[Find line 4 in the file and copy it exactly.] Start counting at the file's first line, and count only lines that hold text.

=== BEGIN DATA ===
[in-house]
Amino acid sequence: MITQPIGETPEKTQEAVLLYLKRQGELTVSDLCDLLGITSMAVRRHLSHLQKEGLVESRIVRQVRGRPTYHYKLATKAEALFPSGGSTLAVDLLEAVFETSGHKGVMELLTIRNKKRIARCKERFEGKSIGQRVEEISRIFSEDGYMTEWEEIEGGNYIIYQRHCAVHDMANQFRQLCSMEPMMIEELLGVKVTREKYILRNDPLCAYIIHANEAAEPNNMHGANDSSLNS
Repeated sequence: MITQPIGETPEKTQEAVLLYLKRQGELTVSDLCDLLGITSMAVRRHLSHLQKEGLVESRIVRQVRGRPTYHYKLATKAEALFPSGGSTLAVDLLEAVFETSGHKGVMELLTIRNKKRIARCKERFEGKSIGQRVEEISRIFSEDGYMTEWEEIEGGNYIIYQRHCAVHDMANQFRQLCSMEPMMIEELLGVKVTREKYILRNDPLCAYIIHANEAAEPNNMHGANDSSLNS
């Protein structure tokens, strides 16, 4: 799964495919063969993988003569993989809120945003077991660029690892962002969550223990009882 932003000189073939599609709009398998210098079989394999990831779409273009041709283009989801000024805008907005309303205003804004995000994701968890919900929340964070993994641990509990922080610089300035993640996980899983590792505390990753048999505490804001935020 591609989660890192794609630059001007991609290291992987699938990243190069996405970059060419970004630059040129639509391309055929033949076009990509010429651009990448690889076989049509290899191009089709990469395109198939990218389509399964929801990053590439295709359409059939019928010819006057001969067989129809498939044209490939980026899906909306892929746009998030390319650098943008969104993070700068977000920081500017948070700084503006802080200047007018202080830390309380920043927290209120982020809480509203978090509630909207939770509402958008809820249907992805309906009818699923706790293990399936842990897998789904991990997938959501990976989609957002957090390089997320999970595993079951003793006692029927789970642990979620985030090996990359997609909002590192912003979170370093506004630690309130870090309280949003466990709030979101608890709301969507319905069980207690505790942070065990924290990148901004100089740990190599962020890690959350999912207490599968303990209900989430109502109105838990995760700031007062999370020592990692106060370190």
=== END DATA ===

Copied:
């Protein structure tokens, strides 16, 4: 799964495919063969993988003569993989809120945003077991660029690892962002969550223990009882 932003000189073939599609709009398998210098079989394999990831779409273009041709283009989801000024805008907005309303205003804004995000994701968890919900929340964070993994641990509990922080610089300035993640996980899983590792505390990753048999505490804001935020 591609989660890192794609630059001007991609290291992987699938990243190069996405970059060419970004630059040129639509391309055929033949076009990509010429651009990448690889076989049509290899191009089709990469395109198939990218389509399964929801990053590439295709359409059939019928010819006057001969067989129809498939044209490939980026899906909306892929746009998030390319650098943008969104993070700068977000920081500017948070700084503006802080200047007018202080830390309380920043927290209120982020809480509203978090509630909207939770509402958008809820249907992805309906009818699923706790293990399936842990897998789904991990997938959501990976989609957002957090390089997320999970595993079951003793006692029927789970642990979620985030090996990359997609909002590192912003979170370093506004630690309130870090309280949003466990709030979101608890709301969507319905069980207690505790942070065990924290990148901004100089740990190599962020890690959350999912207490599968303990209900989430109502109105838990995760700031007062999370020592990692106060370190």